nep-dem New Economics Papers
on Demographic Economics
Issue of 2023‒10‒16
five papers chosen by
Héctor Pifarré i Arolas, University of Wisconsin

  1. Women and the Econometrics of Family Trees By José-Antonio Espín-Sánchez; Joseph P. Ferrie; Christopher Vickers
  2. Like Father, Like Child: Intergenerational Mobility in the French Grandes Écoles throughout the 20 th Century By Stéphane Benveniste
  3. Childhood Health Shocks and the Intergenerational Transmission of Inequality By Eriksen, Tine Louise Mundbjerg; Gaulke, Amanda; Svensson, Jannet; Skipper, Niels; Thingholm, Peter Rønø
  4. Causal Analysis of Policy Effects on Fertility By Rannveig Hart; Janna Bergsvik; Agnes Fauske; Wookun Kim
  5. Taxation and Migration by the Super-Rich By Advani, Arun; Burgherr, David; Summers, Andy

  1. By: José-Antonio Espín-Sánchez; Joseph P. Ferrie; Christopher Vickers
    Abstract: We present an econometric structure for the analysis of intergenerational mobility that integrates non-linearities, the role of maternal-side effects and the impact of grandparents. We show how previously estimated models are special cases of this general framework and what specific assumptions each embeds. Our analysis of linked U. S. data 1900-40 reveals the extent to which inadequate consideration of assortative mating and the impact of mothers produces misleading conclusions.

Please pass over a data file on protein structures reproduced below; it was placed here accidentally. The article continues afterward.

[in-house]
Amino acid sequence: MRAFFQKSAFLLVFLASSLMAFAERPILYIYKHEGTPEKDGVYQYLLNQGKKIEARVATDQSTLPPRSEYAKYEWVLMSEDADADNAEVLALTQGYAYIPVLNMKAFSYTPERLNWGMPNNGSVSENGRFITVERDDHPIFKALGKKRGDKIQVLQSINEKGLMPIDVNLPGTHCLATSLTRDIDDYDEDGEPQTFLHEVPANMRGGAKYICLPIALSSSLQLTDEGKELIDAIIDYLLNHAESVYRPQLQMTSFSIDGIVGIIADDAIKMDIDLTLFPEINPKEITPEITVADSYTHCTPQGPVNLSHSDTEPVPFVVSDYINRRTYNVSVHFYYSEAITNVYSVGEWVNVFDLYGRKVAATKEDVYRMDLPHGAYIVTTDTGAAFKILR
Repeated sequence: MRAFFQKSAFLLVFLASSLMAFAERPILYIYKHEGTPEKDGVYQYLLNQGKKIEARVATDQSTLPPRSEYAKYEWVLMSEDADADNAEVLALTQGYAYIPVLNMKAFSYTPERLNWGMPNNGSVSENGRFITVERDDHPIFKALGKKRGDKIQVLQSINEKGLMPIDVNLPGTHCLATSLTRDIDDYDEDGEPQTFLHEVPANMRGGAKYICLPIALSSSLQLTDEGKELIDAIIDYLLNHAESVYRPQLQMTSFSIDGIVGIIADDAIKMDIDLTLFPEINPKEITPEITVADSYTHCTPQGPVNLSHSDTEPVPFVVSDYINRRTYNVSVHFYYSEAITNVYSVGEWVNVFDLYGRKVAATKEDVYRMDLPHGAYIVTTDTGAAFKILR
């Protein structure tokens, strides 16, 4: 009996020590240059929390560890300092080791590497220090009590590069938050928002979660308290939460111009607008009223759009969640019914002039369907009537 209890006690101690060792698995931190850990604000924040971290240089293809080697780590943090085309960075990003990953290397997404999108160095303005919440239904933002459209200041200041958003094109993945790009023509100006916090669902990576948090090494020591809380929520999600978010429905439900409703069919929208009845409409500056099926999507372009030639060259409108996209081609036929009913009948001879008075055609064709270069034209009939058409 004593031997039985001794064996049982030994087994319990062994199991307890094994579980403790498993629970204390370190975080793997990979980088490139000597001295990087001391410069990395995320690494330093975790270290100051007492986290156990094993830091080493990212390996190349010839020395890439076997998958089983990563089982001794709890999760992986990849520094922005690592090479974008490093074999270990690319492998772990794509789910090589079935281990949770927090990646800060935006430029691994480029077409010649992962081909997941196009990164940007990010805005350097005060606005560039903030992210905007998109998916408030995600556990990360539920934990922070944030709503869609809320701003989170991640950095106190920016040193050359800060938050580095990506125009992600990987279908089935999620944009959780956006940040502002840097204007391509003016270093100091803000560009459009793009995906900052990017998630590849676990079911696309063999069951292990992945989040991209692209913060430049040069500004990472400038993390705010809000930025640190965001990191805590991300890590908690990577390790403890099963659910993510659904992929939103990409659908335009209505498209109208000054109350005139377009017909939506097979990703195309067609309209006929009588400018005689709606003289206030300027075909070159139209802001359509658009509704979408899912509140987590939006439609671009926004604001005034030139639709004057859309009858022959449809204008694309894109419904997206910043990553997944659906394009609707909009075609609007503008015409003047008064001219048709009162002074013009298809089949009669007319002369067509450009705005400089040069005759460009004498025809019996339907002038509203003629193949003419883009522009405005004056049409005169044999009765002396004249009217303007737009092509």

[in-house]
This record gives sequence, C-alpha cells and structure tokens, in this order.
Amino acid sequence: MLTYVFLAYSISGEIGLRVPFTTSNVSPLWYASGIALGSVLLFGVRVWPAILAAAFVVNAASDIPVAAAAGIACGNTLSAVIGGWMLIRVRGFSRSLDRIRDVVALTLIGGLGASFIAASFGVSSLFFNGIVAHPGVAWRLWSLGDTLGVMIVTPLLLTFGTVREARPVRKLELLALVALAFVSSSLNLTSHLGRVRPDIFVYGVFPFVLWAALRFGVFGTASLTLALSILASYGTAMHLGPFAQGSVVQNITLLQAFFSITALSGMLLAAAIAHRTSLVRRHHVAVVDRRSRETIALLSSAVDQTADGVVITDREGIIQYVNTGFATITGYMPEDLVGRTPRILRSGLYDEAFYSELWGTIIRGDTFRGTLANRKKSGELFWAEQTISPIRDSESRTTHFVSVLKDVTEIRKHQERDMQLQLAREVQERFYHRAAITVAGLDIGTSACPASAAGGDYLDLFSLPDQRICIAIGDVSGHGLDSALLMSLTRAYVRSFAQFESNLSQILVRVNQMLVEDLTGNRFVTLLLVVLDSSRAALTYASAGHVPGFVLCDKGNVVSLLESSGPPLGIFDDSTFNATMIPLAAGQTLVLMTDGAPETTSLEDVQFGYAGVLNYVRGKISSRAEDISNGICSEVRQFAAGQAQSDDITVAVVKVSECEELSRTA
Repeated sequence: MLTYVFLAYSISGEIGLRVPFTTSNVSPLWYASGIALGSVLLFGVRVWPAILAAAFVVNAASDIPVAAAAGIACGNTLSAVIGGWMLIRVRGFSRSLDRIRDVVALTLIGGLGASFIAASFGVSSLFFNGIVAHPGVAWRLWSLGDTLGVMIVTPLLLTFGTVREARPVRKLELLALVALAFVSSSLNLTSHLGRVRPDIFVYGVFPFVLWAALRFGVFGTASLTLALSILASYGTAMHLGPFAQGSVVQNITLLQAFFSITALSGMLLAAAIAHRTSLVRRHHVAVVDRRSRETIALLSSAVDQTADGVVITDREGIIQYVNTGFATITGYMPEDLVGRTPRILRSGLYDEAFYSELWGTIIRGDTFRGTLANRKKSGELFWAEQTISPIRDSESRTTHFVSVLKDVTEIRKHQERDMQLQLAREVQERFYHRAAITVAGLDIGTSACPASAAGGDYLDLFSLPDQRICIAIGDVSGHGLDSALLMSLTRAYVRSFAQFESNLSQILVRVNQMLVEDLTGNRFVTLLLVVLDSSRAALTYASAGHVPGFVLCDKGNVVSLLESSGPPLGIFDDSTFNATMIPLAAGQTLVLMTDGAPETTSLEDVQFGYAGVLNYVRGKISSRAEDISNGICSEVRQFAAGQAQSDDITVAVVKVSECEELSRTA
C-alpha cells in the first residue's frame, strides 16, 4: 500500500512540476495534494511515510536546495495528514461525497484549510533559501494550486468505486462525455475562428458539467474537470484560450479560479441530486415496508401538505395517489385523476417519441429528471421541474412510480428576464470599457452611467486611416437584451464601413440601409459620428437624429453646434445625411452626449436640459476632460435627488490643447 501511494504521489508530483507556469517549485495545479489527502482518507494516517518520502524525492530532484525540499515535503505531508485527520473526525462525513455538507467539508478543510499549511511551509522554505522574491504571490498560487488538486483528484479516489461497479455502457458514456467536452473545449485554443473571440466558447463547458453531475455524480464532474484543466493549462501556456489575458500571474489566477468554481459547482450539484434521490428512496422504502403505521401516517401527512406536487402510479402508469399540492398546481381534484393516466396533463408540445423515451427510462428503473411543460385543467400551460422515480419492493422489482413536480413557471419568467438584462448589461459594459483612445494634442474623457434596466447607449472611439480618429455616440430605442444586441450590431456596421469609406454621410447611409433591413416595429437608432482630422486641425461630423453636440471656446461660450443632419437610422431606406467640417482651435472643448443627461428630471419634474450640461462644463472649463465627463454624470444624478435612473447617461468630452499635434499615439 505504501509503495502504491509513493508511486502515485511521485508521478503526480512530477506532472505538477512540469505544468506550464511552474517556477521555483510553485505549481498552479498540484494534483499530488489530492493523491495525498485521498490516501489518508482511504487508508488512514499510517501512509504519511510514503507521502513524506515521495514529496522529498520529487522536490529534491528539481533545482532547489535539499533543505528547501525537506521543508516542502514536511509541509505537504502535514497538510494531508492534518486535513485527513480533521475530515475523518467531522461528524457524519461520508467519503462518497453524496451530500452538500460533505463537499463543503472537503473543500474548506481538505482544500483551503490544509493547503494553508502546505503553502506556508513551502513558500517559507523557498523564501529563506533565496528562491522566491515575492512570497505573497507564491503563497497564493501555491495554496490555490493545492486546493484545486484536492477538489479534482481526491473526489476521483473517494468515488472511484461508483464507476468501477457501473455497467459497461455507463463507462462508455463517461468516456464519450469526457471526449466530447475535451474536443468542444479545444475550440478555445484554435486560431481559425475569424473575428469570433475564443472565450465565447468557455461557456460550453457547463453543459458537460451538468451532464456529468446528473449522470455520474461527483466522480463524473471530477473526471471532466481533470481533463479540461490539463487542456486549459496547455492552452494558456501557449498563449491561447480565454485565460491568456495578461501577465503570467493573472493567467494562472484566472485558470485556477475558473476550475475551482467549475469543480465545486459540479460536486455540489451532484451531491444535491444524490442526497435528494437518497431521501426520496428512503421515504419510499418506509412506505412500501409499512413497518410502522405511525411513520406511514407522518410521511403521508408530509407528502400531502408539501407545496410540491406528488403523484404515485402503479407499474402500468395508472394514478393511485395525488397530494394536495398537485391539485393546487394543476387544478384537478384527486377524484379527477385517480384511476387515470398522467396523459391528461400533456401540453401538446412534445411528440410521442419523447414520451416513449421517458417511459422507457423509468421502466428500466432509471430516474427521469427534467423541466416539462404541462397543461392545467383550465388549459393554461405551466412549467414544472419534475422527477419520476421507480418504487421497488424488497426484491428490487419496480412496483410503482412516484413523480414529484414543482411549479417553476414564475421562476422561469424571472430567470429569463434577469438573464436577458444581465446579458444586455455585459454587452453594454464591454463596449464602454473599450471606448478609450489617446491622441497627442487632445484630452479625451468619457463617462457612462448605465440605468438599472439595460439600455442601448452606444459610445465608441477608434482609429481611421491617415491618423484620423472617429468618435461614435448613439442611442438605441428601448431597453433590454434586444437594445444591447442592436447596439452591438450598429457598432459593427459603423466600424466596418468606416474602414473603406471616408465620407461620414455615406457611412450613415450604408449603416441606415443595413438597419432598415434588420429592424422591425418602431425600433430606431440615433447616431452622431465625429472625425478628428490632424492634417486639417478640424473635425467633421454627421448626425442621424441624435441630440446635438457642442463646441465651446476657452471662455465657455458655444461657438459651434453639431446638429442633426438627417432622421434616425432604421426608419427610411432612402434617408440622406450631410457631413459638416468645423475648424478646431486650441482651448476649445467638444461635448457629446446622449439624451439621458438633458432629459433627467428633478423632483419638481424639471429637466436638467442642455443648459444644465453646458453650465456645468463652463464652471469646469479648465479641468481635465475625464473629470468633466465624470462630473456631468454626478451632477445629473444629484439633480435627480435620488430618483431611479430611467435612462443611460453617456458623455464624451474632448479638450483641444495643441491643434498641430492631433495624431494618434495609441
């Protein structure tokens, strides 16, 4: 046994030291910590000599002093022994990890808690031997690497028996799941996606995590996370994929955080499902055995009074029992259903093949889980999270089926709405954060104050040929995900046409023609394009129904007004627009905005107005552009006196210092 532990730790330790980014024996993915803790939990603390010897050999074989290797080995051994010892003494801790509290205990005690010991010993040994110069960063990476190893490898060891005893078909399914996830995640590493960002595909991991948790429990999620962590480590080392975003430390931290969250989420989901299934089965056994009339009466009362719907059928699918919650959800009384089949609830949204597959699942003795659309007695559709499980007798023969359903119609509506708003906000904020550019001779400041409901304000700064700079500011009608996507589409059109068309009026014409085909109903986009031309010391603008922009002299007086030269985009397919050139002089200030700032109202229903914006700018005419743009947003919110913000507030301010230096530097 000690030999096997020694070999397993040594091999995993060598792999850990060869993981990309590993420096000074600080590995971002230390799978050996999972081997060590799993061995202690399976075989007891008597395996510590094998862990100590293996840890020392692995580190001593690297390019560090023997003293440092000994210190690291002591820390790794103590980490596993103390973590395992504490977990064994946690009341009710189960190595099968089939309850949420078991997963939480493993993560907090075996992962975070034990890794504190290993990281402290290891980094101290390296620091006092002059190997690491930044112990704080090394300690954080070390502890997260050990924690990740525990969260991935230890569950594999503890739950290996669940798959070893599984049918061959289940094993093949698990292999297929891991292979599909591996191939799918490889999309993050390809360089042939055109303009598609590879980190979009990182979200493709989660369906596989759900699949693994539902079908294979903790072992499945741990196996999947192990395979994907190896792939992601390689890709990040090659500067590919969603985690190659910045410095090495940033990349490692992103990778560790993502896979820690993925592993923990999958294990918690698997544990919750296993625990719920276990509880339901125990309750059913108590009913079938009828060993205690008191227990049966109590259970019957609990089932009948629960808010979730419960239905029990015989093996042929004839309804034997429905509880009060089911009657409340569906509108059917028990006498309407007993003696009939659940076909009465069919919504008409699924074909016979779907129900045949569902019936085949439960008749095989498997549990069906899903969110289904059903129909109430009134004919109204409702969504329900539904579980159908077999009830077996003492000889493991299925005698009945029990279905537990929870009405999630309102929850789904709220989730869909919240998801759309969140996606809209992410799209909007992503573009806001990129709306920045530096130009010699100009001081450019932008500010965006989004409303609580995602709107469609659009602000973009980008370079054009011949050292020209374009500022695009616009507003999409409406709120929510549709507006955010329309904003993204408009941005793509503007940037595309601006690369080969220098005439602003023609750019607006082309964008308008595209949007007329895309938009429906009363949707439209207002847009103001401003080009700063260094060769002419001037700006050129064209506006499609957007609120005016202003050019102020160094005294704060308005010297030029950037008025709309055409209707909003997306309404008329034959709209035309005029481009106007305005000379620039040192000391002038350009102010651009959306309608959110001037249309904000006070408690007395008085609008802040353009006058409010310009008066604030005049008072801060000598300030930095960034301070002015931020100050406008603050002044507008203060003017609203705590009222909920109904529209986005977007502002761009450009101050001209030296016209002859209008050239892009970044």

JEL: C36 C50 J08 J12 J13 J62 N31 N32
    Date: 2023–08
  2. By: Stéphane Benveniste (Institut national d’études démographiques (INED), F-75020 Paris, France; Aix-Marseille University (Aix-Marseille School of Economics), CNRS, Marseille, France.)
    Abstract: While the educational expansion of the 20 th century promoted social mobility overall, the top of the social hierarchy may have remained privileged. This paper examines the evolution of intergenerational mobility in admissions to the French elite colleges-the Grandes Écoles (GE)-over more than a century. Admission to these institutions is subject to partially anonymous competitive examinations, and their degrees are the ticket to top positions in the public and private sectors. In the growing literature measuring intergenerational mobility through surnames, I design a novel method and apply it to a self-collected dataset on all 285, 286 graduates from ten of the most prestigious Grandes Écoles between 1886 and 2015. Principally, I find that children of male GE graduates were highly over-represented in the top colleges throughout the 20 th century. Importantly, unlike previous studies exploiting fathers' socio-professional categories, I find a stable low level of intergenerational mobility for all cohorts born since 1916: chances of GE admission for children of GE graduates were approximately 80 times higher than for the rest of the population.